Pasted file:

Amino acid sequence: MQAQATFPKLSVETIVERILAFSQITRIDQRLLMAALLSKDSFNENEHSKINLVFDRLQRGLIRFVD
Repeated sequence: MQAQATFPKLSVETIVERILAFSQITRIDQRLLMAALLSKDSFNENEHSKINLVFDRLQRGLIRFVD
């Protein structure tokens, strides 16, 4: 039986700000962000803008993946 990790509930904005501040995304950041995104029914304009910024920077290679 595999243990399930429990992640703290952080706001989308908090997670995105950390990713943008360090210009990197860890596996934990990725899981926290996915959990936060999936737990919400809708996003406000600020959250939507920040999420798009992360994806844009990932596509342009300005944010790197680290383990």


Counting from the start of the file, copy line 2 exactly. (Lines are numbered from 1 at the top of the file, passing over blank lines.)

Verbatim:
Repeated sequence: MQAQATFPKLSVETIVERILAFSQITRIDQRLLMAALLSKDSFNENEHSKINLVFDRLQRGLIRFVD